Over-the-counter pills that claim to boost memory and brain function are usually USELESS

Over-the-counter supplements that claim to boost a person’s memory and cognitive function may be useless, experts warn, and while there are little direct harm from the pills themselves they may lead to people delaying seeking out medical treatment for potential issues.

Experts warn that while the supplements often contain an amalgamation of vitamins, minerals and other nutrients that are great from brain health, the pills themselves do not translate to any benefit.

The contents of the pills are safe, though. Many of the ingredients are in common foods a person would be eating anyways. A person who feels that they are suffering symptoms of a cognitive issue may turn to the pills instead of a physician, though, and not seek out care early enough that intervention could slow down issues.

While these supplements are sold in many stores and on popular online retailers like Amazon, they are rarely approved by the Food and Drug Administration and are held to an extremely low standard compared to prescription drugs.

Experts warn that supplements that claim to boost cognitive function are generally useless, and could prevent a person from seeking real medical care for early stage cognitive issues (file photo)

‘People have been using supplements for memory boosting for hundreds of years, and some are so common you find them for sale in a grocery store,’ Dr Douglas Scharre, a neurologist at Ohio State, told UPI.

‘The truth is, for some people, these products may provide some benefit, but for most they do not.’

These supplements can be both a waste of time and money.

The AARP warned in 2019 that 25 percent of adults aged 50 and older took the supplements.

As a result, the age cohort spends around $93 million each month – over $1 billion every year – on the pills that rarely if ever do anything beneficial.

‘Supplements for brain health appear to be a huge waste of money for the 25 percent of adults over 50 who take them,’  Sarah Lenz Lock, senior vice president for policy at the AARP said.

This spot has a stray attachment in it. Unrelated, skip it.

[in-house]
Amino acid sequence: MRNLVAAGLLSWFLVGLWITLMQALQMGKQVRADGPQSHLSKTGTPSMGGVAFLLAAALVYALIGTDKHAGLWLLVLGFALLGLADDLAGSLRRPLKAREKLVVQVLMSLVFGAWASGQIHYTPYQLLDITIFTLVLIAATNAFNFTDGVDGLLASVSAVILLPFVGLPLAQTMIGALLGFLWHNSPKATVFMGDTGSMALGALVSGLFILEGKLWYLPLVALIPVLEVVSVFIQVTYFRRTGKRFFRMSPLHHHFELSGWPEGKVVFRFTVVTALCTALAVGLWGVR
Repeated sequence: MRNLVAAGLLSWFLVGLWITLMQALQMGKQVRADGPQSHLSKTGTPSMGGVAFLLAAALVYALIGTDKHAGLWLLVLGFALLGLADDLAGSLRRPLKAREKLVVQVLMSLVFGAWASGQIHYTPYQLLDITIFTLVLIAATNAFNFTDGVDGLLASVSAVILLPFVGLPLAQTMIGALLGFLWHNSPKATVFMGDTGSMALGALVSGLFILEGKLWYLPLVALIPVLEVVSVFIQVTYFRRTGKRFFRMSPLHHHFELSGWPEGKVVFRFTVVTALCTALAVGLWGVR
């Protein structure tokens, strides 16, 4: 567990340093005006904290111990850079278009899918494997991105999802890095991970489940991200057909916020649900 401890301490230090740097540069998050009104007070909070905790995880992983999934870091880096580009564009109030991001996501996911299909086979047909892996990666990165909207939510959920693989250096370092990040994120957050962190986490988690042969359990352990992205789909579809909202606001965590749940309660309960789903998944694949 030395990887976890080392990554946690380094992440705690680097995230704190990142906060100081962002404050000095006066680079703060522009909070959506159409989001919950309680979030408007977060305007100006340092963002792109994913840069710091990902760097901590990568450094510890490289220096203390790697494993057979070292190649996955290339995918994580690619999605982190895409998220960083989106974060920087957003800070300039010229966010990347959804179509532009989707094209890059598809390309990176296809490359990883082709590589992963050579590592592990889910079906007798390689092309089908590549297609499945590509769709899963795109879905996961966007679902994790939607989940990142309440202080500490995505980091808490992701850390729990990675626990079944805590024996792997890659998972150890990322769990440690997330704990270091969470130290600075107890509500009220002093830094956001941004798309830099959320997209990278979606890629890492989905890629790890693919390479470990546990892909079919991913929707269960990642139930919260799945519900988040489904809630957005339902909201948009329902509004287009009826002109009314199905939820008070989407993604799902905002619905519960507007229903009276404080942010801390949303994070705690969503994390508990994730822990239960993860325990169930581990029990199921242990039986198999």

She added: ‘These people taking these pills are spending between $20 and $60 a month and flushing dollars down the toilet that could be better spent on things that actually improve their brain health.’

These pills are not highly regulated either, meaning there is not clinical backing behind the claims of effectiveness that they make.

‘The market is so large they get by without rigorous documentation of the efficacy of their products,’ Ronald Peterson, director of the Mayo Clinic Alzheimer’s Disease Research Center, said in an AARP release.

The organization notes that the supplement industry thrives on the lack of regulation, and current major players have no reason to change their standard of operation unless forced to do so.

Supplements sold over-the-counter do not contain controlled substances – if they did then the FDA would pull them from shelves – and are generally safe.

Doctors are still scared that some are turning to these practically-useless pills instead of seeking out medical care to treat the early signs of cognitive issues.

‘Memory loss has always been a concern for people as they age,’ Dr Anne Hume, a professor of pharmacy practice at the University of Rhode Island , told UPI.

‘Lots of people are taking these supplements because they want to prevent Alzheimer’s and dementia.’

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